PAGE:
Pope Francis issued a sweeping apology to LGBT people on Sunday, calling for the Catholic Church to take ownership of the wrongs it has perpetrated against the bisexual, transgender, lesbian, and gay community. But many LGBT advocates say the pontiff’s words ring hollow, noting the Church has yet to change its official opposition to homosexuality and continues to fire people for being openly gay.
While speaking to reporters this weekend on a flight back to Rome from Armenia, Francis was asked to respond to comments made by a Catholic Cardinal in Germany who said the Church should apologize to LGBT people — especially in the wake of the horrific shooting earlier this month that left 49 people dead at a gay night club in Orlando, Florida.
“I will repeat what the Catechism of the Catholic Church says: that [gay people] should not be discriminated against, that they have to be respected, accompanied pastorally,” Francis said. “The matter is a person that has that condition [and] that has good will because they search for God.”
“The questions is: If a person who has that condition, who has good will, and who looks for God, who are we to judge?” Francis said this week.
…the Church must not only acknowledge the wrongs of the past, but take concrete actions that demonstrate its commitment to treating LGBT people justly from now on.
Francis’ conciliatory remarks, delivered in his characteristic freewheeling style, were initially welcomed by some LGBT advocacy organizations. The Human Rights Campaign released a statement lauding the pontiff, saying his words “are a welcome step toward bringing LGBTQ Catholics closer into the Church and healing the wounds of those who have felt pushed away from their Church and its teachings.”
Yet many LGBT Catholics were unimpressed with Francis’ apology. Marianne Duddy-Burke, executive director of LGBT Catholic organization DignityUSA, said the pope’s admission that the Church has harmed LGBT people is “essential,” but didn’t change the lived reality for many gay Catholics.
“In order to bring about the full healing of the relationship between the Catholic Church and LGBT people, the Church must not only acknowledge the wrongs of the past, but take concrete actions that demonstrate its commitment to treating LGBT people justly from now on,” Duddy-Burke’s statement read.
Similarly, Eliel Cruz, leader of faith-based LGBT advocacy group Faith in America, noted that such an apology — when decoupled from any substantive theological shift within the Church — rings hollow to millions of religious people who remain ostracized from Catholic communities because of their sexuality.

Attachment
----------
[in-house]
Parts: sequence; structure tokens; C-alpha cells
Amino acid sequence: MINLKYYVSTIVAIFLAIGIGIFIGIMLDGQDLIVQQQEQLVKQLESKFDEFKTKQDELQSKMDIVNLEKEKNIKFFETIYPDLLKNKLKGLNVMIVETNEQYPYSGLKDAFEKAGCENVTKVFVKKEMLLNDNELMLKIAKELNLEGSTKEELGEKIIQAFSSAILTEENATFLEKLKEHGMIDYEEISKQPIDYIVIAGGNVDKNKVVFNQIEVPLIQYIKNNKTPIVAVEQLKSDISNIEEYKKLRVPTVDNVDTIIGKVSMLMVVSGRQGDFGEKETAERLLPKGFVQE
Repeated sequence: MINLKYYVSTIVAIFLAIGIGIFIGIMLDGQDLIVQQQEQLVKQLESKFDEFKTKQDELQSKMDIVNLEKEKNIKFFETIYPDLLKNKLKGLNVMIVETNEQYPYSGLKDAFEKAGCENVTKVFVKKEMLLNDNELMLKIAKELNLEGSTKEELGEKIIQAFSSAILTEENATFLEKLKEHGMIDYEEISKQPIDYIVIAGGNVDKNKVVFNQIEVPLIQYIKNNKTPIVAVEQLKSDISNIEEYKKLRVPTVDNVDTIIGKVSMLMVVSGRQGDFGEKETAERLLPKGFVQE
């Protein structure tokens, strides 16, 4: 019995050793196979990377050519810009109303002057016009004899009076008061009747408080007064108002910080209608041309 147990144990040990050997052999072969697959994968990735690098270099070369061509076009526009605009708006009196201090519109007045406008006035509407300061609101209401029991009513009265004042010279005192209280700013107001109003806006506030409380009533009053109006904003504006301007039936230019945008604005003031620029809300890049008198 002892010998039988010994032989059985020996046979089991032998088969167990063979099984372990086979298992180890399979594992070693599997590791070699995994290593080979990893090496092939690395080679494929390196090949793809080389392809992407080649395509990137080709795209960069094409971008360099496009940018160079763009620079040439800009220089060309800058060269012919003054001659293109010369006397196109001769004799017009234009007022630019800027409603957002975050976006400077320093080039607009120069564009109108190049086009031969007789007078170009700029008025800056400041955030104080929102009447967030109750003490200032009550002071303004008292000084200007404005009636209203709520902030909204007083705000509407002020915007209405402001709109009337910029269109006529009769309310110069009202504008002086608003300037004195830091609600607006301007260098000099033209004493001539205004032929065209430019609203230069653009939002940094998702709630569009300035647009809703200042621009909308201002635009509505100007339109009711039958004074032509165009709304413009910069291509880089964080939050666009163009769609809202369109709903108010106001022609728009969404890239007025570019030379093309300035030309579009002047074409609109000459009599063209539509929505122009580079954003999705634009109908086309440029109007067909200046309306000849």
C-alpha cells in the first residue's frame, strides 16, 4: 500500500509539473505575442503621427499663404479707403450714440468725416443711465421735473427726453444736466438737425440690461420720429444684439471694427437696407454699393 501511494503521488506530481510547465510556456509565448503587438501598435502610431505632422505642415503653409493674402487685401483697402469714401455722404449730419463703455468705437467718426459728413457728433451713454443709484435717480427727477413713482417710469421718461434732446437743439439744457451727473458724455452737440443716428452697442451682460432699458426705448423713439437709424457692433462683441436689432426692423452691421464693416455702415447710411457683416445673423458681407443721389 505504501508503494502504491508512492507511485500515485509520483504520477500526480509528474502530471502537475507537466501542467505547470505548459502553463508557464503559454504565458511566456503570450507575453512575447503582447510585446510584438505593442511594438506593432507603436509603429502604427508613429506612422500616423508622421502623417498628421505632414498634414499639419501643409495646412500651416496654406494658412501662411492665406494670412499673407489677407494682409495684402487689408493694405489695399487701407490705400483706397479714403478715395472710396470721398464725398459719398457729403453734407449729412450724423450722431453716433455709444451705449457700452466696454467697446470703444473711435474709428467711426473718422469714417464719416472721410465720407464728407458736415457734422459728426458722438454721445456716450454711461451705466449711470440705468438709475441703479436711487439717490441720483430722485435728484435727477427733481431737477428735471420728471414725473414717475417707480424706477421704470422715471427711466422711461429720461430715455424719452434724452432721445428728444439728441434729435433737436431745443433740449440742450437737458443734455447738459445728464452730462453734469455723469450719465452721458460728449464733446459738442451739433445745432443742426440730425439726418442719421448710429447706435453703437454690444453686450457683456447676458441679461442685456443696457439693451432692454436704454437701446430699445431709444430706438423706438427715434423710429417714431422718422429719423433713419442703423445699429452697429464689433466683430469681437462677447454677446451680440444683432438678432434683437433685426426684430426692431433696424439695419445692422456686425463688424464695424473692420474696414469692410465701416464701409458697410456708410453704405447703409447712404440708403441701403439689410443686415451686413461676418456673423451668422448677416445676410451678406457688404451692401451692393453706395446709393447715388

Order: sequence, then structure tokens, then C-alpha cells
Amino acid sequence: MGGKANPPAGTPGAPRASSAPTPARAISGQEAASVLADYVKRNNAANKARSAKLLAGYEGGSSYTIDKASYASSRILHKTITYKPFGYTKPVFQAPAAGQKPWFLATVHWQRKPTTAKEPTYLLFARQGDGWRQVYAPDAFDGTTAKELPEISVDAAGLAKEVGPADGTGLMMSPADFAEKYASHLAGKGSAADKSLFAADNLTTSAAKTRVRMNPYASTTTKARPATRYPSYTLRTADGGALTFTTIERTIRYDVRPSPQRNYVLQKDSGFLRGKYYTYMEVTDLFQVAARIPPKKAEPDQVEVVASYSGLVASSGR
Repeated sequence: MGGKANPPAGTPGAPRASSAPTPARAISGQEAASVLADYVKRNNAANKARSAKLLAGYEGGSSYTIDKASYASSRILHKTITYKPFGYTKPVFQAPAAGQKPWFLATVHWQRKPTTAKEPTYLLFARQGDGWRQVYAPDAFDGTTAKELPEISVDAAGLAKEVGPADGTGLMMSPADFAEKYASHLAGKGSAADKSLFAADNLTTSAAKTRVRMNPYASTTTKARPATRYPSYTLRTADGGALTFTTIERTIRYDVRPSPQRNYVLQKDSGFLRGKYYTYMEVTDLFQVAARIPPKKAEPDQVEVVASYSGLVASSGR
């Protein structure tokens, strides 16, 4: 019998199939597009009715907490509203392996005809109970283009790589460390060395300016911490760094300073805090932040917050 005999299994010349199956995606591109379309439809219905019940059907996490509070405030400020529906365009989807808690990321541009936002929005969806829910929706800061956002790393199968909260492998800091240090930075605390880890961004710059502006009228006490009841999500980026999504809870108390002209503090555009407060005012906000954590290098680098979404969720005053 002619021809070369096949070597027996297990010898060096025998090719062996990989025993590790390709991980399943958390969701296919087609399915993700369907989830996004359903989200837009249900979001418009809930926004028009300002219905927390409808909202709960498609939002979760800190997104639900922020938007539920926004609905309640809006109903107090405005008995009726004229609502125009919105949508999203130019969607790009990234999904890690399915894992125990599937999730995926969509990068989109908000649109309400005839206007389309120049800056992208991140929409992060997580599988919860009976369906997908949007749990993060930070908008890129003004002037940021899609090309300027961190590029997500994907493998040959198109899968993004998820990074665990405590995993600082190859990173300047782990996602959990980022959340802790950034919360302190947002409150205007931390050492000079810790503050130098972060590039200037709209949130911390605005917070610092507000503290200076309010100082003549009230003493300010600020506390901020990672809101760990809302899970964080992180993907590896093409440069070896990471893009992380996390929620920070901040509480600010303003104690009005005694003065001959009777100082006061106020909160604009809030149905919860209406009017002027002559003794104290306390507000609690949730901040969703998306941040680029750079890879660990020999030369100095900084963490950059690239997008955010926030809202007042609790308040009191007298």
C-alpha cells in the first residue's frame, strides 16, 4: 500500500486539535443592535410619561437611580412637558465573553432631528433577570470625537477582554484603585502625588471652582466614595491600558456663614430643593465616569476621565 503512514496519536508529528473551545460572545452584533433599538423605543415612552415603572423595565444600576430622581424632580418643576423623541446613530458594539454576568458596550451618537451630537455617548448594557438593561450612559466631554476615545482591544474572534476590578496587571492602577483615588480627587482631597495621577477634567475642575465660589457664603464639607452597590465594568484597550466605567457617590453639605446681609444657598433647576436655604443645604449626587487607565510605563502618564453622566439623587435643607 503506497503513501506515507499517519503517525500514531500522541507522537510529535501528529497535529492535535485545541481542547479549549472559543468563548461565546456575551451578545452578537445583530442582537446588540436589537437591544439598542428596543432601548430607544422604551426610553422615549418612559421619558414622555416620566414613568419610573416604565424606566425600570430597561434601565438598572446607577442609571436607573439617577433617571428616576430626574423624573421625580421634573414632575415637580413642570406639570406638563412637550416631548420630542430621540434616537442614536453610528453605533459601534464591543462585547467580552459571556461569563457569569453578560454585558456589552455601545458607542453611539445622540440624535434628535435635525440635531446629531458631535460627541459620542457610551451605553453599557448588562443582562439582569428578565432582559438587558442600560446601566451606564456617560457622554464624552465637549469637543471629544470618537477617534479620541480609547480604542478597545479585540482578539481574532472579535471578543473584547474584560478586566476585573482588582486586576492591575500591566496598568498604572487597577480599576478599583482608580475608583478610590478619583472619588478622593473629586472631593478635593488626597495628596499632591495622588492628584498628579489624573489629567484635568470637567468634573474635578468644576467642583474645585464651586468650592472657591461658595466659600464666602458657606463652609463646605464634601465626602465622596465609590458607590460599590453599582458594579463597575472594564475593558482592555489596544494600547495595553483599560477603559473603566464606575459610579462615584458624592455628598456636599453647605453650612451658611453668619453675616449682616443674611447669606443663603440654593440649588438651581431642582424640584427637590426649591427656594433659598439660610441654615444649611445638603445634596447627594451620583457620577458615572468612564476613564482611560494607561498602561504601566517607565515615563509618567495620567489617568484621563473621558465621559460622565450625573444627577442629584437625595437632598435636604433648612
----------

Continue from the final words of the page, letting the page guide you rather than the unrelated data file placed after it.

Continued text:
“Pope Francis’ comments about the church’s ‘past treatment’ of gays doesn’t acknowledge the harm being caused in the present day,” Cruz said in a press release. “Seeking an apology without recognizing the root cause of the harm caused is useless. Francis’ apologizes for harm caused without changing the theology that continues to do this harm … Francis continues to believe LGBT people are intrinsically disordered. The Catholic Church’s teachings on LGBT people demonizes the community.”
Other LGBT Christians — both Catholic and Protestant — repeated skepticism of Francis’ comments. Many pointed out that while the Catechism of the Catholic Church does prohibit “unjust discrimination” against gays, it also still refers to “homosexual tendencies” as “objectively disordered.” Catholic leaders have long held that condemning homosexual acts is different from condemning LGBT people, but, as ThinkProgress has reported, many mental health experts argue that anti-LGBT theology — either demonizing them as people or decrying same-sex relationships as inherently sinful — can result in crippling, long-term psychological scars.
What’s more, Duddy-Burke and others note that the Catechism’s prohibition against LGBT discrimination has not stopped the Church from repeatedly firing Catholic workers simply for being publicly gay. Since 2012, Catholic institutions in the United States have fired church music directors, assisted living center employees, and food pantry workers who were open about their sexuality, as well as letting go LGBT schoolteachers in Iowa, Nebraska, Pennsylvania, among other places. Meanwhile, Catholic groups in Florida, Hawaii, Massachusetts, Ohio, and California are fighting to push back against Church leaders who are threatening to do the same in their regions. The problem is so pronounced that LGBT groups gathered in Chicago in 2015 to devise a strategy to end the firings.
The pattern is especially frustrating for believers in the United States, where 60 percent of Catholics publicly support same-sex marriage, and where a number of Christian denominations now openly embrace marriage equality and ordain LGBT people.
Granted, several Catholic bishops in America openly condemned the Church’s homophobia in the wake of the Orlando massacre, with the Bishop of St. Petersburg, Florida, declaring, “…Sadly it is religion, including our own, which targets, mostly verbally, and also often breeds contempt for gays, lesbians and transgender people.”
But for LGBT advocates such as Duddy-Burke, such kind words are only first step towards reconciliation, and mean little without further action on the Church’s part.
“[The Church] it must speak out strongly and clearly against the horrific violence and discrimination that is often directed against LGBT people in countries around the world, including our own, many with substantial or majority Catholic populations,” Duddy-Burke said.